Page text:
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Kim Tomsic

Wednesday, May 18, 2011

How to Frame Past Perfect Tense: a guest post by Will Limón

A brief word from Kim: I describe past perfect tense as the past of the past. Grammar Girl, Mignon Fogarty, says to write past perfect you use had + past participle. That's excellent information for a line or two, but a bunch of "had's" on a page gets cumbersome. I had to check in with my friends, Will Limón and David Deen, to learn how to introduce past perfect tense in the framework of a story.

Q: Will Limón, friend, critiquing partner, and go-to guy for the rules (other than David )...how the heck do you frame a situation in past perfect tense?

Will:  Here's my understanding of how past perfect works.

You're cooking along in a piece, using past tense consistently.

A character remembers an action that happened in that character's past, and you (the author) want to recount it within the story.

As you begin the character's memories, you use "had" two or three times to begin the past perfect frame. Then, you simply continue in regular past tense, dropping "had."

As you approach the end of the recounting, you pick up "had" again and use it two or three times in the last few sentences. That completes your past perfect frame.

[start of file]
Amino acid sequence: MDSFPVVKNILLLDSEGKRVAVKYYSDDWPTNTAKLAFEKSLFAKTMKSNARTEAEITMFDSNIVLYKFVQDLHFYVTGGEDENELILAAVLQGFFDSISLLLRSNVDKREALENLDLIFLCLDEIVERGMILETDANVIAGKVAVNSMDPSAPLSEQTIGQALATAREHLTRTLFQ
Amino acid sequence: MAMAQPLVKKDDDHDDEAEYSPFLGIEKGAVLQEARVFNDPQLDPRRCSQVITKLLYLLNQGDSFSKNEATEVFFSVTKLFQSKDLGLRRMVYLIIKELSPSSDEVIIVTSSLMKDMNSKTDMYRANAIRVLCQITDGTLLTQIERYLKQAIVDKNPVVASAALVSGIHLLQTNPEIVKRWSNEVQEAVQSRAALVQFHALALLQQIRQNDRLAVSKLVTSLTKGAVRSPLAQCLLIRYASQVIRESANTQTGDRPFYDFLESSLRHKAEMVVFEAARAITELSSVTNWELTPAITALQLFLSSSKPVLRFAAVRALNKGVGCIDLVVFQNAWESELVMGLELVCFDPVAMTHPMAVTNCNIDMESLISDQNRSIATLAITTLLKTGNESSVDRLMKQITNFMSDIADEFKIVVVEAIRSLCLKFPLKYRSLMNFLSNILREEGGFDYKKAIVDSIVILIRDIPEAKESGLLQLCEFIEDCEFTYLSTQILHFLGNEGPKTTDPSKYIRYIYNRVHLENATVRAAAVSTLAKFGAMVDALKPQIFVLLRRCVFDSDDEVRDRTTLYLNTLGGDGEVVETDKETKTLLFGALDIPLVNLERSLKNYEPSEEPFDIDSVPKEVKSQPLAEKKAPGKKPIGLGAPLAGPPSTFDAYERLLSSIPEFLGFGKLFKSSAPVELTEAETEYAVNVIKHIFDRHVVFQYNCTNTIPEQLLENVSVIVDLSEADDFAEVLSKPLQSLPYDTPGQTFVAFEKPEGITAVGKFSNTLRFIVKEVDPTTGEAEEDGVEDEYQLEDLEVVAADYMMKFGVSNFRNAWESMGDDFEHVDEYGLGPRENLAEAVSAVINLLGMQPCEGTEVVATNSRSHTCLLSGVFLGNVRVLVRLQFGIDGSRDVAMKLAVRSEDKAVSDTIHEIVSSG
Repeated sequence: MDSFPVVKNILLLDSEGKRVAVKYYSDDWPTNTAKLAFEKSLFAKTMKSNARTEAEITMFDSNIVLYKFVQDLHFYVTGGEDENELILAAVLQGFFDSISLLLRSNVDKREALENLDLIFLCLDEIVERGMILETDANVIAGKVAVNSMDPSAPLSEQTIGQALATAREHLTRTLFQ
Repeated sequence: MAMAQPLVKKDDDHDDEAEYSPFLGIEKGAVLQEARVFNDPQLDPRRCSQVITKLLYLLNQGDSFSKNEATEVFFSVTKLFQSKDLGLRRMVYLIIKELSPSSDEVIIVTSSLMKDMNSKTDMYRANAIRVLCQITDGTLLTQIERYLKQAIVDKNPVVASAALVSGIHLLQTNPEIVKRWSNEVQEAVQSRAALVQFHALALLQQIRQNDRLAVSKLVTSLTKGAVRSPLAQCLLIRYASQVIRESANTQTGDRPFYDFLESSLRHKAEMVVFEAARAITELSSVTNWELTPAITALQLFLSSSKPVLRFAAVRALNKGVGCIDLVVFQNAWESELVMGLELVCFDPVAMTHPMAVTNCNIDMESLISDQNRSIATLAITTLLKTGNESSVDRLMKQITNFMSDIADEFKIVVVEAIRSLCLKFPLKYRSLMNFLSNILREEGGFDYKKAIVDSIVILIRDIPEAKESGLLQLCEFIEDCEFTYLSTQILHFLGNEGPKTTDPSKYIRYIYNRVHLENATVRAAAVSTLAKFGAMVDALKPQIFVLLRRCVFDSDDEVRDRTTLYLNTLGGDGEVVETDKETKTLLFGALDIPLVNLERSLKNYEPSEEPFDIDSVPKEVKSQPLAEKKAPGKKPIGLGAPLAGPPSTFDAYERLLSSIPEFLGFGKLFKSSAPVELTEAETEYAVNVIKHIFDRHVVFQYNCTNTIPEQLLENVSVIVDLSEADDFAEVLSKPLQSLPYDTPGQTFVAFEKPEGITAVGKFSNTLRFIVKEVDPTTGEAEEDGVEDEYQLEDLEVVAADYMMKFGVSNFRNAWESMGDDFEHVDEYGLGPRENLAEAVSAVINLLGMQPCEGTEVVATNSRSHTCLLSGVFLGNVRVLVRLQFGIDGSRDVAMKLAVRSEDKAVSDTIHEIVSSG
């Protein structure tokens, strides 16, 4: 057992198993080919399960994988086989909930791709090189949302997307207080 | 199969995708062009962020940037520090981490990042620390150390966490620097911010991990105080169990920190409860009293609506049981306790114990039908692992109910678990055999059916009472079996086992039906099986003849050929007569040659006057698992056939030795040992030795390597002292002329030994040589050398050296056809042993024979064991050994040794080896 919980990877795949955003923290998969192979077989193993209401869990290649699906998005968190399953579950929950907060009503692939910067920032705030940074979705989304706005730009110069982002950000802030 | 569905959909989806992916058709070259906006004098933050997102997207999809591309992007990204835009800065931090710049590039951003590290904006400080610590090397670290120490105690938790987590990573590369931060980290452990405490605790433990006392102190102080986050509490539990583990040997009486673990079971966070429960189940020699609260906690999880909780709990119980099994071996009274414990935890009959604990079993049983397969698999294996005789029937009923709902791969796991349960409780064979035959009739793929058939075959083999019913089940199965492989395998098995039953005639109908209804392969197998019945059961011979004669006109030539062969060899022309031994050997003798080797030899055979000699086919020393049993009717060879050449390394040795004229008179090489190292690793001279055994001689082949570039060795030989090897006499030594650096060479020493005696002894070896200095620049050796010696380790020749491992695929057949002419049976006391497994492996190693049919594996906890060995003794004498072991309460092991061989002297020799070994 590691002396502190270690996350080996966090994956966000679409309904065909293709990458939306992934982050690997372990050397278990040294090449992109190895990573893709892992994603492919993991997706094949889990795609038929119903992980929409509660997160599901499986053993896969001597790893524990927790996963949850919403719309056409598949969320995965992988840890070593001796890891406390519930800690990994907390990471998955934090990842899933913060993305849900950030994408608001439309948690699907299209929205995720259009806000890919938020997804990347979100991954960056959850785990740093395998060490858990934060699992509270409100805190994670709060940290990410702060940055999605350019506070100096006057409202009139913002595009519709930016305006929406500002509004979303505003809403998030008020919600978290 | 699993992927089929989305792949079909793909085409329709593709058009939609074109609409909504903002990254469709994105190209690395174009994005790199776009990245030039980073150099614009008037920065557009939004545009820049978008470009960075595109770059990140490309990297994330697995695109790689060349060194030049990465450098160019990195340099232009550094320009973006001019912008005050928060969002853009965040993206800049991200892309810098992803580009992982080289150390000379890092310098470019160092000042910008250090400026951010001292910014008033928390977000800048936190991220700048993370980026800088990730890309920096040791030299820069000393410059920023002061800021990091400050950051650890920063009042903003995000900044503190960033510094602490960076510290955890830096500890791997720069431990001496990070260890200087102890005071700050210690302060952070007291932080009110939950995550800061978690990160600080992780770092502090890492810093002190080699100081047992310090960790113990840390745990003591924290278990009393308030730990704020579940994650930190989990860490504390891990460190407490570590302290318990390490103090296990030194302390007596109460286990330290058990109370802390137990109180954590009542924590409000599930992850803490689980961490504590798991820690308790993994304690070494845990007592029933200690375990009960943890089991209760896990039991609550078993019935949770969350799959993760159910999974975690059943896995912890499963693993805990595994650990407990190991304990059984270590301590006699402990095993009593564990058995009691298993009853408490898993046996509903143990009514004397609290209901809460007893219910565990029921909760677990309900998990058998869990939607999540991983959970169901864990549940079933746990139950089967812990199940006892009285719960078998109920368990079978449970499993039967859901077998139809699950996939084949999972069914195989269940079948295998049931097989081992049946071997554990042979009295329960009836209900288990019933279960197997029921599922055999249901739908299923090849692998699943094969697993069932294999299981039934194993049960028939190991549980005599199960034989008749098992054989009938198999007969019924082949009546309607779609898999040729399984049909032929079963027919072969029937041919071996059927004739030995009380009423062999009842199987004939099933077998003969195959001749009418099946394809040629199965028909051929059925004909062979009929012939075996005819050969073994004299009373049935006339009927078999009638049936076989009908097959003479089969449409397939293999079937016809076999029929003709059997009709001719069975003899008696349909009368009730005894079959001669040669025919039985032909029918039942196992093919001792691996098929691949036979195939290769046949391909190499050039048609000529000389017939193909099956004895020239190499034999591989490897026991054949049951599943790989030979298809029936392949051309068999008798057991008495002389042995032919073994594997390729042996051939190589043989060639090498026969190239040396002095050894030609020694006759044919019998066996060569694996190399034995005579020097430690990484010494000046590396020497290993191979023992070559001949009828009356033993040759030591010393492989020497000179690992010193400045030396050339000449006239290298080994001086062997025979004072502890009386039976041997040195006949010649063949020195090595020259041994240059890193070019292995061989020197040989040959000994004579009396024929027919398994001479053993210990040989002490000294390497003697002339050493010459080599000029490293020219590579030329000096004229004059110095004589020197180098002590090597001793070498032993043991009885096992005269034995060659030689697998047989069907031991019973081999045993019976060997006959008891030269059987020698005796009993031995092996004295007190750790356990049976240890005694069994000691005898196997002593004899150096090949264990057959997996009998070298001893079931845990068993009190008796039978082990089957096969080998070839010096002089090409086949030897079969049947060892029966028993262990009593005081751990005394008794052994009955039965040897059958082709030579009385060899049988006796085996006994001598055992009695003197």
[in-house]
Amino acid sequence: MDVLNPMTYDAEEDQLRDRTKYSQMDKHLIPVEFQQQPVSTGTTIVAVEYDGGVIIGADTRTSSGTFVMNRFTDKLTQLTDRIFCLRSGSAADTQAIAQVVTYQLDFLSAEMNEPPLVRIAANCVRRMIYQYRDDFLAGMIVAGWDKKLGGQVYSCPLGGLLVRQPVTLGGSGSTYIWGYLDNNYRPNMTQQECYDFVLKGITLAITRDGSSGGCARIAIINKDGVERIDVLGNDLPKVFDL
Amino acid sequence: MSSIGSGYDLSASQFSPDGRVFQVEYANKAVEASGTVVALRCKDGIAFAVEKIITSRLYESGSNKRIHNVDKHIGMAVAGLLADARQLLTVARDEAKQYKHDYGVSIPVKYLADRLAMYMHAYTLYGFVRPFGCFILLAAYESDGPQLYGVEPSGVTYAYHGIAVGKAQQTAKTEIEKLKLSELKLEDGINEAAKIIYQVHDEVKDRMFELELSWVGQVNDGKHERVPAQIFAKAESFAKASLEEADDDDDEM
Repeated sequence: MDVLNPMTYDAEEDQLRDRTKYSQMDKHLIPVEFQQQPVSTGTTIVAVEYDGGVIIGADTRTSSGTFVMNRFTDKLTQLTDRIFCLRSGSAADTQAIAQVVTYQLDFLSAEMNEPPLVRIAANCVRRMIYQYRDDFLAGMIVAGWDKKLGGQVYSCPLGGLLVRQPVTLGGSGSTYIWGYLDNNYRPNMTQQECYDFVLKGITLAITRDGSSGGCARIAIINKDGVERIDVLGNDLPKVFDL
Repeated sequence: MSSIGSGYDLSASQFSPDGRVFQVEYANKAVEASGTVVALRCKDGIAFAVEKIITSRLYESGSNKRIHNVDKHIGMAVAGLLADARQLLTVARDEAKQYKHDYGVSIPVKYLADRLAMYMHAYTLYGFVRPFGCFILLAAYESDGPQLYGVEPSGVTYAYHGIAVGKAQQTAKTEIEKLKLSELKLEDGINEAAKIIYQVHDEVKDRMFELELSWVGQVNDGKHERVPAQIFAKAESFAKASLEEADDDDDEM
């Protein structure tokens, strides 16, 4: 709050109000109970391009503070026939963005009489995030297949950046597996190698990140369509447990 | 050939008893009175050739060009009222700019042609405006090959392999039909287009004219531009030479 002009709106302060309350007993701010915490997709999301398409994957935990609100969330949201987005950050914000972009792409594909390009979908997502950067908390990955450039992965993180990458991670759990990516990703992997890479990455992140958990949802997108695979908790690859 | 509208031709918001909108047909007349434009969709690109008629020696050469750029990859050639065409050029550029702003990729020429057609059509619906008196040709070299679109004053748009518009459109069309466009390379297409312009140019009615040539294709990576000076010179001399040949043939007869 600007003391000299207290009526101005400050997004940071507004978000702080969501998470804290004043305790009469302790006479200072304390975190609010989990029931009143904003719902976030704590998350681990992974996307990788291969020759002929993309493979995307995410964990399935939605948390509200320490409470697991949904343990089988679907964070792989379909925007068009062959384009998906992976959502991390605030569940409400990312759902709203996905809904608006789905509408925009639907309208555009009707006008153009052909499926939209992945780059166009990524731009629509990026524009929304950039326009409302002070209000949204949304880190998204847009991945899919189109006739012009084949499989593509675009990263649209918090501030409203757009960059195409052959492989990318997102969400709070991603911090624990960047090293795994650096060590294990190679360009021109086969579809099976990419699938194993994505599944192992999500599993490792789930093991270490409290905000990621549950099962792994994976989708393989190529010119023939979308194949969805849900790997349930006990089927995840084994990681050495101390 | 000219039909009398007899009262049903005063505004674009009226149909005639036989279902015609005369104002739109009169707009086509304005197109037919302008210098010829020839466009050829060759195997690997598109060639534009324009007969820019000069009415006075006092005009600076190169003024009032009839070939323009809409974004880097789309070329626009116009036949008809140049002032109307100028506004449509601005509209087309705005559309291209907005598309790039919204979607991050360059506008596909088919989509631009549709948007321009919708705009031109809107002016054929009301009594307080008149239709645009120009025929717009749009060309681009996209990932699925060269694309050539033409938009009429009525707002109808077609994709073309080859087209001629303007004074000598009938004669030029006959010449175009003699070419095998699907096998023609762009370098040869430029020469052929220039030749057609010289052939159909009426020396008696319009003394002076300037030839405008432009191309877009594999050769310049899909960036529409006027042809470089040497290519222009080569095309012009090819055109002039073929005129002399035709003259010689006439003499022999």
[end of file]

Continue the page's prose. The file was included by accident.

You continue on with your story, using past tense as before.

Here's a rather overwrought example off the top of my head. Let me know if it's clear for you.

A short excerpt by Will Limón for your past perfect entertainment privilege:

She sat down at her desk and opened the drawer. The ivory invitation stared her right in the face, its fancy letters mocking her like the echo of his voice.

“After all this time you're finally invited,” he had said. “I bet you won't go.” He had slumped onto the sofa, smirking, and daring her to fight.

She hadn’t looked at him. Instead she gazed out the window at the roses. They were just about to bloom. She stared hard as if the bursting buds were the only thing that mattered in the world.

“Well?” he said.

“Well, what?”

“Are you going?”

She turned away from the window and back to the room, avoiding his eyes. But she felt them. They pricked at her more sharply than the thorns on those rose stems. Something had to give. 
“I don’t know.”
He had laughed. Before he had the chance to say anything else, she’d had him thrown out.

She picked up the invitation and dropped it into the wastebasket. There, that's better. Much better.
David Deen, the Research King, recommends the following websites (just click on the link):

Writing Genre Fiction: A guide to Craft

Past Perfection at Writer's Relief Blog

Fantasy Fiction Cliche's to Avoid

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